Venezuela’s legislators weighed in on President Nicolas Maduro’s plan for the so-called “petro” digital currency on Tuesday, declaring it illegal and open to corruption. The country’s legislature, which is controlled by Maduro’s political opponents, suggested that the scheme was little more than a plan to sell off the nation’s oil reserves. One of those lawmakers, Jorge Millan, observed:
“This is not a cryptocurrency, this is a forward sale of Venezuelan oil. It is tailor-made for corruption.”
Lawmakers also advised potential petro investors about the risks they could face if they invest in Maduro’s cryptocurrency. They suggested that the petro won’t outlive Maduro’s time in office, since they view it as an unconstitutional usurpation of the legislature’s power to approve all borrowing.
Maduro is scheduled to face voters this year, as he seeks re-election.
The petro was already likely to face stiff headwinds, as many critics have viewed it with skepticism. Experts have pointed to the government’s poor record on the economy, as the ruling party’s socialist policies have led the nation to the brink of economic ruin. Others have cited its dismal record on issues like private property rights.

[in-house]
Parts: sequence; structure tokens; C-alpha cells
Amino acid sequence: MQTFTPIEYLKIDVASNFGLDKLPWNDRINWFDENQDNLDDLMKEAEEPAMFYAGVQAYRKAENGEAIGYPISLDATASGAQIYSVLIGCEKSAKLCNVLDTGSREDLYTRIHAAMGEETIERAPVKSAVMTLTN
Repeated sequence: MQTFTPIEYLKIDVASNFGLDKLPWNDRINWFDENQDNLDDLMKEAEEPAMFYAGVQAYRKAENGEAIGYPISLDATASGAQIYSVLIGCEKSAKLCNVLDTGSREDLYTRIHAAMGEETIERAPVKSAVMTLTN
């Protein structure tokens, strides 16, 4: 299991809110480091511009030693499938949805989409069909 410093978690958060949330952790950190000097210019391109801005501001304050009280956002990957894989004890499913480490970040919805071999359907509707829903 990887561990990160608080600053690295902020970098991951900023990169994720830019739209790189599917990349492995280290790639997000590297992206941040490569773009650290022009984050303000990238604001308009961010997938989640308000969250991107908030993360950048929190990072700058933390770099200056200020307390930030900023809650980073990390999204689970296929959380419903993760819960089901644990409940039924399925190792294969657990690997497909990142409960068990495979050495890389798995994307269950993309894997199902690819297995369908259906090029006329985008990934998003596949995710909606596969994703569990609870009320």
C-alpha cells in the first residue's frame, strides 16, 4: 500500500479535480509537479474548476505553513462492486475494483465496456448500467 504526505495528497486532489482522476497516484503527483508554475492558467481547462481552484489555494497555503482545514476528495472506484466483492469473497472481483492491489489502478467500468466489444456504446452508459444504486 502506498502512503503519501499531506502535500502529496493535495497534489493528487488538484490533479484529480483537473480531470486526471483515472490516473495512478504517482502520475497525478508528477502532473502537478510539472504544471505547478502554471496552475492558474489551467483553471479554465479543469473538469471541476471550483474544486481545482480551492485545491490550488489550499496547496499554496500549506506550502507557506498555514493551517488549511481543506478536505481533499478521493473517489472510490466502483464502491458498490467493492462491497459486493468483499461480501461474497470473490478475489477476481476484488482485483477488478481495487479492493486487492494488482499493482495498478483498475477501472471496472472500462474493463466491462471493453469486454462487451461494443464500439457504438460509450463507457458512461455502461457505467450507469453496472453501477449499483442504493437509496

The legislature’s declaration is unlikely to have much of an impact, since Maduro has largely ignored parliament's decisions since his party ceded control of the National Assembly in 2016.
According to Reuters, Maduro’s government intends to issue 100 million of its petros within the next few weeks, with each petro backed by one barrel of the country’s oil reserves.